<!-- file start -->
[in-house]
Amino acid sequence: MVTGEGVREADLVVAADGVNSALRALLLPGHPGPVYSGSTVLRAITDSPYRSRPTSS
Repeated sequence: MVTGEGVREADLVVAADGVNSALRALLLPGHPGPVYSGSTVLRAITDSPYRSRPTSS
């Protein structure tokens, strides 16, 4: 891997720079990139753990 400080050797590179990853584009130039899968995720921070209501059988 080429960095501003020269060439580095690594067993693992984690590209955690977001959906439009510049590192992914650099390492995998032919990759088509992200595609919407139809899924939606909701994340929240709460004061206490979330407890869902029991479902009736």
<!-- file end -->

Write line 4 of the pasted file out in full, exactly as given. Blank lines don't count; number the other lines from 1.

């Protein structure tokens, strides 16, 4: 891997720079990139753990 400080050797590179990853584009130039899968995720921070209501059988 080429960095501003020269060439580095690594067993693992984690590209955690977001959906439009510049590192992914650099390492995998032919990759088509992200595609919407139809899924939606909701994340929240709460004061206490979330407890869902029991479902009736």